A Mexican federal police commander has been arrested and charged with providing false information in the case of 14 officers accused of ambushing a U.S. Embassy vehicle in August, authorities said Tuesday.
Initial reports on the shooting, which wounded two CIA agents, had said federal police mistook the embassy SUV for a criminal vehicle, but officials later said it appeared to be an intentional attack and raised the possibility it was staged at the behest of a drug cartel.
Inspector General Juan Manuel Pacheco Salgado was jailed Monday, accused of lying to authorities about what happened in the Aug. 24 attack on a rural road south of Mexico City, two government officials familiar with the case said Tuesday. They agreed to speak only on condition of anonymity because of the diplomatic sensitivity of the case.
Fourteen officers, who were formally charged with attempted murder last week, were in plain clothes and civilian vehicles when they chased and fired at the gray Toyota SUV with diplomatic plates, then peppered the windows of the armored vehicle with 152 bullets when it came to a stop.
Two CIA officers, whose identities have not been released by the U.S. government, had non-life-threatening injuries, and a third person in the car, a Mexican navy captain, was not hurt. A prosecutors' statement last week said the fact that the U.S. vehicle was armored helped the occupants survive.
Pacheco was not involved in the attack, but he told the officers involved to shower and change into their uniforms before they made statements later that day to federal prosecutors investigating the case, the two officials said Tuesday.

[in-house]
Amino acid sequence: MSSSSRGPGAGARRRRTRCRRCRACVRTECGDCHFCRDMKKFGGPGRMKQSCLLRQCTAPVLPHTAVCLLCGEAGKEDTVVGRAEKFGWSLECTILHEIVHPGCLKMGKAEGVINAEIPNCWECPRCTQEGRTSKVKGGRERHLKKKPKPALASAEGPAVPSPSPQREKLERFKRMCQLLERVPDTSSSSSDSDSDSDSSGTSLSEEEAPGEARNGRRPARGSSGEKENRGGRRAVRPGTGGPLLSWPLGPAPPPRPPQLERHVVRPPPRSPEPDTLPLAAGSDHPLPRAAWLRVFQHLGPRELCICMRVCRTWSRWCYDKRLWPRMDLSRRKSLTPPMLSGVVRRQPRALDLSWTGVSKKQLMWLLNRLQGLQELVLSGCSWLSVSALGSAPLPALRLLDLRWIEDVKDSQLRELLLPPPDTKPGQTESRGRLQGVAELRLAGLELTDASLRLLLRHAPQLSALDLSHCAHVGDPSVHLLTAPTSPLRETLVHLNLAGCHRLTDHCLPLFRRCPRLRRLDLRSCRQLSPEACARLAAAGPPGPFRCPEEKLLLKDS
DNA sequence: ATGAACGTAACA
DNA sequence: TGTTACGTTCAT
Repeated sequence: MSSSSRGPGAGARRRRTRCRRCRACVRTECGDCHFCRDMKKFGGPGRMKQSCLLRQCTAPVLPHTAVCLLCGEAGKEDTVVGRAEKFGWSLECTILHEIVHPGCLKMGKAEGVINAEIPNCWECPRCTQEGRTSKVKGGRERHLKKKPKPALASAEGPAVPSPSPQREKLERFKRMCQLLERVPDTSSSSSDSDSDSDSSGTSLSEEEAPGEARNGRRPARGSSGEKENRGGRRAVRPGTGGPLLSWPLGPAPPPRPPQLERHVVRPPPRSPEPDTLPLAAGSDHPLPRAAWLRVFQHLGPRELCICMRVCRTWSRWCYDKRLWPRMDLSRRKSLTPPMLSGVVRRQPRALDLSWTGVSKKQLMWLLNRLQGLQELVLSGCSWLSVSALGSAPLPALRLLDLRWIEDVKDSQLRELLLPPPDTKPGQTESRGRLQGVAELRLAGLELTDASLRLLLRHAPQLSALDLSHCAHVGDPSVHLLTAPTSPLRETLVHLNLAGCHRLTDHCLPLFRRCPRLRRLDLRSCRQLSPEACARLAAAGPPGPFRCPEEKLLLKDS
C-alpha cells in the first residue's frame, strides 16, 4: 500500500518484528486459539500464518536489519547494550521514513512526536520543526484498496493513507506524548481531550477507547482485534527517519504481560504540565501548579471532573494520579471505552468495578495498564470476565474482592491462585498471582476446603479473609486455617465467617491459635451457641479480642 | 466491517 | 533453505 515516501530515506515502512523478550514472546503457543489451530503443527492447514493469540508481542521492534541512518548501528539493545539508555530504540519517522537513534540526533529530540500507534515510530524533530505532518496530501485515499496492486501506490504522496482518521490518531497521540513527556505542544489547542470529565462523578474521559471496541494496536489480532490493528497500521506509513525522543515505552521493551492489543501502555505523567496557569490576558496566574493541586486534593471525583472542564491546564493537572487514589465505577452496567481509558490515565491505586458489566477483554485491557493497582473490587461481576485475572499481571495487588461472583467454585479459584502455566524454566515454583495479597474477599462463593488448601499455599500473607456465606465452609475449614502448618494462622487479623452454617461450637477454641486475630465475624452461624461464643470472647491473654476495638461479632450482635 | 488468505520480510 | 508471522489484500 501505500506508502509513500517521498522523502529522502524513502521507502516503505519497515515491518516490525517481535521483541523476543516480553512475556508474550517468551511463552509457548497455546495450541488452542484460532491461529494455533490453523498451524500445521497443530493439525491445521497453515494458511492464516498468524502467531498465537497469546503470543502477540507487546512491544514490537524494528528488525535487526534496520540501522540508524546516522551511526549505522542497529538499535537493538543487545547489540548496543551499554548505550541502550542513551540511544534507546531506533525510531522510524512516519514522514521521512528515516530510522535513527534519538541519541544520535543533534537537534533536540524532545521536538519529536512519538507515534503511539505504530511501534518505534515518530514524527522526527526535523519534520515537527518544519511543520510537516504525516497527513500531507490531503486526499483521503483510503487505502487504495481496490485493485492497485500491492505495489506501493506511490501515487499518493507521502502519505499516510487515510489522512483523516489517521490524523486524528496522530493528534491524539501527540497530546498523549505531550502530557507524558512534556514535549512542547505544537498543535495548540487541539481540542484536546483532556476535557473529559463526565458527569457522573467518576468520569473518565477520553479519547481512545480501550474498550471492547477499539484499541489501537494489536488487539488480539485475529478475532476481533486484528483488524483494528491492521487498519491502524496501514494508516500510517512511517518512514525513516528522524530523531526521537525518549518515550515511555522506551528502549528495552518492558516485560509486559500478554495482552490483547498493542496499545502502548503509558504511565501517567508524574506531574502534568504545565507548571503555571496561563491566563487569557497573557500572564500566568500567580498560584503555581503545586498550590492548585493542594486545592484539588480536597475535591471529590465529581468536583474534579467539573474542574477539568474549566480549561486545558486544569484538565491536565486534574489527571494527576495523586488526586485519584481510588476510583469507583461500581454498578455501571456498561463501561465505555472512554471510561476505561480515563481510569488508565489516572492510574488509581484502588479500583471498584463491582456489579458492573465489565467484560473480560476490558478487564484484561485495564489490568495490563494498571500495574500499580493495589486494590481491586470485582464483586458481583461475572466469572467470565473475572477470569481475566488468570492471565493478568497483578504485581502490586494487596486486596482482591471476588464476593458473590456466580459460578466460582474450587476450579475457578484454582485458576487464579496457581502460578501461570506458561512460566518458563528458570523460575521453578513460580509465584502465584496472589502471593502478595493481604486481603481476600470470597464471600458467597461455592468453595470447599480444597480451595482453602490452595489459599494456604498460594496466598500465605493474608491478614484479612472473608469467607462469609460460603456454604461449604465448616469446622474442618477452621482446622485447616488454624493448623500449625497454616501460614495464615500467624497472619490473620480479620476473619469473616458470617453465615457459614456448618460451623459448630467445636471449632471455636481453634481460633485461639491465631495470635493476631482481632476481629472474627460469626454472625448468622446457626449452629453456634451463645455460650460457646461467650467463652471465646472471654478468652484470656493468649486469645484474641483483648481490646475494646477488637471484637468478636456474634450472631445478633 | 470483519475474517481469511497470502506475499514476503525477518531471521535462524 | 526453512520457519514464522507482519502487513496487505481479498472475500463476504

The CIA officers were heading down a dirt road to a military installation with the Mexican navy captain when a carload of gunmen opened fire and gave chase. The federal police officers chased the SUV and more vehicles joined in as they continuously shot the diplomatic vehicle.
Federal police at first said that the officers were in patrol cars and that the embassy vehicle was fired on in a case of mistaken identity because the officers were investigating the kidnapping of a Mexican official in the area.
A Mexican federal police spokesman said in September that the officers may not have noticed the diplomatic plates. The official said police focused on the unusual sight of a bulletproof SUV traveling at high speed on a rural road, not on the car's distinctive diplomatic plates.
But U.S. and Mexican officials later told The Associated Press that evidence was pointing toward an intentional attack, perhaps ordered by a drug cartel.
A senior U.S. official said last month that there was strong circumstantial evidence that the officers were working for organized crime in a targeted assassination attempt. He spoke on condition of anonymity.
The rural road where the attack took place near Cuernavaca is known territory of the remnants of the Beltran Leyva gang. The once-powerful cartel has been run by Hector Beltran Leyva since Mexican marines killed his brother, drug lord Arturo Beltran Leyva, in Cuernavaca in late 2009.
The officers so far do not face organized crime charges. But the Mexican attorney general's office has said the investigation is continuing, and it is still exploring whether the officers had links with organized crime.
The Mexican attorney general's office has not clarified whether the officers were working or off duty when the attack occurred. Federal police say their officers sometimes work in plain clothes on investigations. But one of the officials who spoke Tuesday said officers based at the station in the area where the attack occurred are only assigned to patrol the highway and do not conduct investigations.